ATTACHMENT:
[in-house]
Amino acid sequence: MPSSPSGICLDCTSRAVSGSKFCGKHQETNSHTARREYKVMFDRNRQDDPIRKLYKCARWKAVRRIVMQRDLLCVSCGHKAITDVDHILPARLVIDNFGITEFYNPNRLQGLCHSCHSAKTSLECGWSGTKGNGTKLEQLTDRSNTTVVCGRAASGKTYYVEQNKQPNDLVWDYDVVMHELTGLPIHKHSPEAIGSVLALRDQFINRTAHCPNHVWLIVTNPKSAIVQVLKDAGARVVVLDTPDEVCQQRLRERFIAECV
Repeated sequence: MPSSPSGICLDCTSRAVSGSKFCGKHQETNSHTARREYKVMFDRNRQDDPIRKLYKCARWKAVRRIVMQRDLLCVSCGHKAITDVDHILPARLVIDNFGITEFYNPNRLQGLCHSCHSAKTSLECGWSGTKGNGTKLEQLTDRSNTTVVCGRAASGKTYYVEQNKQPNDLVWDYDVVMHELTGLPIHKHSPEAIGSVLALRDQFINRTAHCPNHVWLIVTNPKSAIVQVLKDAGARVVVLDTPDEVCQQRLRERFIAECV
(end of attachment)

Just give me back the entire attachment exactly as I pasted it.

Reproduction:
[in-house]
Amino acid sequence: MPSSPSGICLDCTSRAVSGSKFCGKHQETNSHTARREYKVMFDRNRQDDPIRKLYKCARWKAVRRIVMQRDLLCVSCGHKAITDVDHILPARLVIDNFGITEFYNPNRLQGLCHSCHSAKTSLECGWSGTKGNGTKLEQLTDRSNTTVVCGRAASGKTYYVEQNKQPNDLVWDYDVVMHELTGLPIHKHSPEAIGSVLALRDQFINRTAHCPNHVWLIVTNPKSAIVQVLKDAGARVVVLDTPDEVCQQRLRERFIAECV
Repeated sequence: MPSSPSGICLDCTSRAVSGSKFCGKHQETNSHTARREYKVMFDRNRQDDPIRKLYKCARWKAVRRIVMQRDLLCVSCGHKAITDVDHILPARLVIDNFGITEFYNPNRLQGLCHSCHSAKTSLECGWSGTKGNGTKLEQLTDRSNTTVVCGRAASGKTYYVEQNKQPNDLVWDYDVVMHELTGLPIHKHSPEAIGSVLALRDQFINRTAHCPNHVWLIVTNPKSAIVQVLKDAGARVVVLDTPDEVCQQRLRERFIAECV